The Nightingale Sisters by Donna Douglas was published this week by Arrow Books at Random House and is the second in the series. The first, The Nightingale Girls was released in Autumn 2012
The Nightingale Sisters takes up the story of the three student nurses that readers met in the first book; Dora, Millie and Helen, although Helen does not seem to feature quite so much in this one. Also featuring heavily is the new night sister Violet Tanner - a woman with a secret past that she does everything she can to hide.
Set once again at the Florence Nightingale Teaching Hospital in the east end of London, the three girls are now in their second year of training. Dora comes from a tough east end family and times are hard at home. When her step father up and left the family, only Dora was relieved, but she can't tell anyone why. As her mother and siblings struggle to cope at home, Dora struggles to cope with her own personal heartbreaks.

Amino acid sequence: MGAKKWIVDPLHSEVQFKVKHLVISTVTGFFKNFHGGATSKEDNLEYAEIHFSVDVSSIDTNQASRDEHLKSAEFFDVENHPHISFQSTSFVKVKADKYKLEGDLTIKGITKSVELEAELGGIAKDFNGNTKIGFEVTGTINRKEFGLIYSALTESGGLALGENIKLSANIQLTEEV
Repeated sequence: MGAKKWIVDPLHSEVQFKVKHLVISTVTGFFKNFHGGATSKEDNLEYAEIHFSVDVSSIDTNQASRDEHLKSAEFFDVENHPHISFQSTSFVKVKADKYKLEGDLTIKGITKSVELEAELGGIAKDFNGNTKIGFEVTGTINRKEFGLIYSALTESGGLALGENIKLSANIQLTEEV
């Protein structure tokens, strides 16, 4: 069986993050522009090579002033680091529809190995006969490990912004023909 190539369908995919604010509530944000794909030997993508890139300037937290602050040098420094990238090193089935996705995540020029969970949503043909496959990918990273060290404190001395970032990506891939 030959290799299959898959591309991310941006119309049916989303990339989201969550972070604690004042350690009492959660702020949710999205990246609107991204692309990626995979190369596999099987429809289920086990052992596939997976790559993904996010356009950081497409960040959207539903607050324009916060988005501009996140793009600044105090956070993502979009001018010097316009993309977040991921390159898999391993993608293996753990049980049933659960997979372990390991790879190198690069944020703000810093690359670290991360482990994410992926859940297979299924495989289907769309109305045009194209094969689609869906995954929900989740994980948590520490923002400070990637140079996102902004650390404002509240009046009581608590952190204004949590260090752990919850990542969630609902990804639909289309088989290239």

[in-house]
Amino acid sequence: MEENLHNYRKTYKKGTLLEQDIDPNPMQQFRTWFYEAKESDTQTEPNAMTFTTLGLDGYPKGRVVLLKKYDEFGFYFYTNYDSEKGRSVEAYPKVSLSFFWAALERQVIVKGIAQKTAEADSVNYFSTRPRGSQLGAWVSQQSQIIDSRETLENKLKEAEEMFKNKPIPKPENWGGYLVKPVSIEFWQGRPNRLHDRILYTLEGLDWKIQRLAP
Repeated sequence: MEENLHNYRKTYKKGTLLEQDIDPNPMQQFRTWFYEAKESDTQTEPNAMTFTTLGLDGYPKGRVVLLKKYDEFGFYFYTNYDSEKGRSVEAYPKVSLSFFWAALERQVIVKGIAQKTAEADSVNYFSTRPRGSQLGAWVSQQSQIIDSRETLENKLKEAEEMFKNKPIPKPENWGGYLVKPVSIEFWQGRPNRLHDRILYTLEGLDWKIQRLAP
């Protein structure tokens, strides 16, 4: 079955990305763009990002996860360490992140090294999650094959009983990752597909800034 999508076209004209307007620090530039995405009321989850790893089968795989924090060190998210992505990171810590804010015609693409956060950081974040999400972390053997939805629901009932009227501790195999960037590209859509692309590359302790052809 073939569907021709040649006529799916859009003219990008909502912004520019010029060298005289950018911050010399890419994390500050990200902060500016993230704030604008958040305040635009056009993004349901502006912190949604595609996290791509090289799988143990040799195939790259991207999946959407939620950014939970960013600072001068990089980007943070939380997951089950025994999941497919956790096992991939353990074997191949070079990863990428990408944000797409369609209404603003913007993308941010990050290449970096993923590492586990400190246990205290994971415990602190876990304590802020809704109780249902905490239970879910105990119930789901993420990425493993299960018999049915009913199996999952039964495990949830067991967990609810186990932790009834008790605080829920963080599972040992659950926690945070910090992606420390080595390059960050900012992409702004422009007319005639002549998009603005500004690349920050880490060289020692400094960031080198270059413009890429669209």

Millie is the daughter of a wealthy family and engaged to Seb. She also has feelings for Helen's doctor brother William and feels torn between them. Her inner struggles begin to impact on her work at the Hospital and she begins to question all that she had believed in.
Once again, Donna Douglas has written a warm and engaging story with characters that are so easy to care for. There are some really serious themes running throughout the novel, from domestic violence to the effects of poverty, and the harsh realities of working class life are portrayed excellently. Each character has their own story, and each story interweave to create a compelling, compassionate, sometimes funny and often heart-breaking read. It is clear that once again Donna Douglas has meticulously researched her subject, creating an authentic account of life on the wards of a large teaching hospital.
A completely satisfying read, I enjoyed it even more than the first book. There is plenty of scope to continue the series and I'm looking forward to the next one already.
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